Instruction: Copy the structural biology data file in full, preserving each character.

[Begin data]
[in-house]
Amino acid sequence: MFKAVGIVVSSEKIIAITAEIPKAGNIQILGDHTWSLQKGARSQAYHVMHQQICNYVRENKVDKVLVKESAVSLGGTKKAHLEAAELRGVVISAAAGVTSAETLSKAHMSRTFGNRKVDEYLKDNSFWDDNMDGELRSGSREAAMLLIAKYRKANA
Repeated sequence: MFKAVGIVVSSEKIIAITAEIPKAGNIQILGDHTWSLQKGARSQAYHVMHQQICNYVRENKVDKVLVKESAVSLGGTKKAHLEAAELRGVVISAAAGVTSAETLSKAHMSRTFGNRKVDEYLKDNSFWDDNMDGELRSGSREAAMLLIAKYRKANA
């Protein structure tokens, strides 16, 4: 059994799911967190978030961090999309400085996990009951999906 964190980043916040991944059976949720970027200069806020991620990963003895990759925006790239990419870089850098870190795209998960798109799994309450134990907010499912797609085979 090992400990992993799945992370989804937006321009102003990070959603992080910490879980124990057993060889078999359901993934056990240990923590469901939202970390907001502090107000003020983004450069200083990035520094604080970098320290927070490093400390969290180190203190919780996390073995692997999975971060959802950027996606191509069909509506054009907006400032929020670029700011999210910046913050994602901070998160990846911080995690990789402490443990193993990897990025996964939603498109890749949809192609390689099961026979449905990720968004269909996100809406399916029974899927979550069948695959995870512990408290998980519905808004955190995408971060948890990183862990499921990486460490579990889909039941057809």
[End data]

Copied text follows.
[in-house]
Amino acid sequence: MFKAVGIVVSSEKIIAITAEIPKAGNIQILGDHTWSLQKGARSQAYHVMHQQICNYVRENKVDKVLVKESAVSLGGTKKAHLEAAELRGVVISAAAGVTSAETLSKAHMSRTFGNRKVDEYLKDNSFWDDNMDGELRSGSREAAMLLIAKYRKANA
Repeated sequence: MFKAVGIVVSSEKIIAITAEIPKAGNIQILGDHTWSLQKGARSQAYHVMHQQICNYVRENKVDKVLVKESAVSLGGTKKAHLEAAELRGVVISAAAGVTSAETLSKAHMSRTFGNRKVDEYLKDNSFWDDNMDGELRSGSREAAMLLIAKYRKANA
């Protein structure tokens, strides 16, 4: 059994799911967190978030961090999309400085996990009951999906 964190980043916040991944059976949720970027200069806020991620990963003895990759925006790239990419870089850098870190795209998960798109799994309450134990907010499912797609085979 090992400990992993799945992370989804937006321009102003990070959603992080910490879980124990057993060889078999359901993934056990240990923590469901939202970390907001502090107000003020983004450069200083990035520094604080970098320290927070490093400390969290180190203190919780996390073995692997999975971060959802950027996606191509069909509506054009907006400032929020670029700011999210910046913050994602901070998160990846911080995690990789402490443990193993990897990025996964939603498109890749949809192609390689099961026979449905990720968004269909996100809406399916029974899927979550069948695959995870512990408290998980519905808004955190995408971060948890990183862990499921990486460490579990889909039941057809």